As you can probably tell from my backdrop and my entire room, I am a fan of playing video games, but I have a pretty complicated relationship with video games and I can illustrate that on something I like to call the “Work/Play Compulsion Scale”. As you can see here, it looks like a teeter-totter and if I had my priorities in order and acted in the way that I wanted to act on a daily basis, then I would work for a certain amount of hours and then play video games for a certain amount of hours and I would be nicely placed in the middle. Unfortunately, I find myself slanted over onto the work side and my work tends to bleed into the time that I would want to be gaming. However, this video isn’t about my particular problem with video gaming, it’s about the problems for the people on the other side of that teeter totter. The people who find that video games start seeping into their work time.
The time that they should be studying or getting homework done. If you find yourself in that area and video games are a major distraction to getting your work done, then this video is for you and I’ve got five tips to help you start pulling yourself more into that middle area. Tip number one and I think this is probably the most important tip in the entire video which is why it’s going first.
It’s to simply set up an environment for studying that is only for studying. If you saw my video that summarized Marty Lobdell’s Study Less Study Smart lecture, you’ll know that I talked about how environmental cues and the context of the situation we’re in, actually largely defines our behavior. One detail from the lecture that I didn’t talk about in that video was a study done at the University of Hawaii – which actually looks like this – where researchers wanted to figure out if they could improve students’ grades by changing their environments. They did one simple thing. They told students to turn their desks around in their dorms toward one wall and put a sticky note labeled “Study Area” on the lap next to their desk.
The students were instructed to only use this desk for studying and everything else, other activities had to take place somewhere else. What do you think happened? In comparison to the control group of students who didn’t do this, the students who did do it, had an average of 1.0 GPA increase.
The action item here for you should be pretty clear, find an area that is different from your gaming area and do your studying there. For instance, the temptation to game out here? Not that big. Likewise, the temptation to play games in the library or a coffee shop is probably going to be a lot less than the temptation to play games in your living room or at your computer that has Steam installed. Tip number two is to increase the friction involved into getting into a video game. The idea here is to increase the difficulty and the number of steps involved into getting into a distracting activity and basically make doing your work the more attractive option in that case.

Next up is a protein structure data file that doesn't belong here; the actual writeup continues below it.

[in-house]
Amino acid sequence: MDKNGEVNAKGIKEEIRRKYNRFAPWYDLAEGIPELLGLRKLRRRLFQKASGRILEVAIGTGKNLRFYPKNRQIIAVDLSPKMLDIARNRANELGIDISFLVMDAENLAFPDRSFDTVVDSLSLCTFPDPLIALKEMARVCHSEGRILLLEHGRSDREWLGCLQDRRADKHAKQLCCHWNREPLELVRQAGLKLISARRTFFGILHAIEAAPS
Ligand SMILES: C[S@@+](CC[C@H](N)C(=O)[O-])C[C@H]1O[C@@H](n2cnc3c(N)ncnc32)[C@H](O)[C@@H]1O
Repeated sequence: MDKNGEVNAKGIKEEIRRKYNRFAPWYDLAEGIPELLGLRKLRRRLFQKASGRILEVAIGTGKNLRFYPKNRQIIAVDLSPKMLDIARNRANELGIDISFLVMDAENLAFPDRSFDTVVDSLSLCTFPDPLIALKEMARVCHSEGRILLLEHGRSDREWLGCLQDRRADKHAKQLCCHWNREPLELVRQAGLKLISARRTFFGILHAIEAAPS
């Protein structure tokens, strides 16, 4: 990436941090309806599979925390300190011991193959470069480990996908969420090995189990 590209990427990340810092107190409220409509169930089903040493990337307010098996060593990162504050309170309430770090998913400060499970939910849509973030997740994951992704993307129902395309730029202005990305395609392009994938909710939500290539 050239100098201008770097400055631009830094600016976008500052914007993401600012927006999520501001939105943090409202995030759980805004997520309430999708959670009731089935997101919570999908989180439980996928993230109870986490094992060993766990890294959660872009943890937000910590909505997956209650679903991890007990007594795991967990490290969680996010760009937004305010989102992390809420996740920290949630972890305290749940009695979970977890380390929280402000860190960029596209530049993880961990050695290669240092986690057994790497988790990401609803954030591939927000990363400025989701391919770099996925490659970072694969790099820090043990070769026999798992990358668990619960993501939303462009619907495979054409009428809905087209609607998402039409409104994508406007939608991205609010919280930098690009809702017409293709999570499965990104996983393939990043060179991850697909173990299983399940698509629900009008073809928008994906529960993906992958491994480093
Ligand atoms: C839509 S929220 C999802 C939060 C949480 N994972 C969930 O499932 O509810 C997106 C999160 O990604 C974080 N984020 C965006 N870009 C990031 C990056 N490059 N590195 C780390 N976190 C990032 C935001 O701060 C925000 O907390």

One way that you can do this is by actually creating a different account on your computer for work and only installing the programs you need for work on that computer. You can also set up extensions like Stay Focused or programs like Focal Filter to reduce the amount of distracting web browsing you do as well. My third tip is to simply game after you’re done working for the day. Use gaming as a reward and this kind of goes back to the concept of high-density fun that I talked about in last week’s video. Use the anticipation of a long gaming session later on in the day as a motivator to get your work done more efficiently now. Tip number four is to play games that work well with your schedule.
If you’re really busy and you have a lot of studying to do, then it might not be the best idea to get invested in a 120 hour JRPG or a super long WoW raid. On the other hand playing a few sessions of Smash Brothers with your friends is probably not going to suck up a whole ton of your time. Just be mindful of the real world commitments you have and select your game accordingly. Tip number five is my favorite tip because it’s actually fun and it’s to simply turn your life into a game.
You can actually reduce the compulsion to play lots of video games if your life feels like a game itself. The best way to do this is to simply set goals that are specific and that you’re actually stoked to achieve. I do this on a page on my website called “My Impossible List” which you can find linked down in the description actually. Basically I break my entire life down into different sections and set goals for each one. Every time I achieve a goal, I cross it off, but I also iterate on that goal and make something a little bit harder, so I’m essentially leveling up in every category.
You can also use tools like Fitocracy or HabitRPG to actually track your habits and gain real stats and actually kind of play a real game while improving your life at the same time. Hopefully you’ll find these five tips useful enough to take gaming from an unproductive distraction to a healthy habit.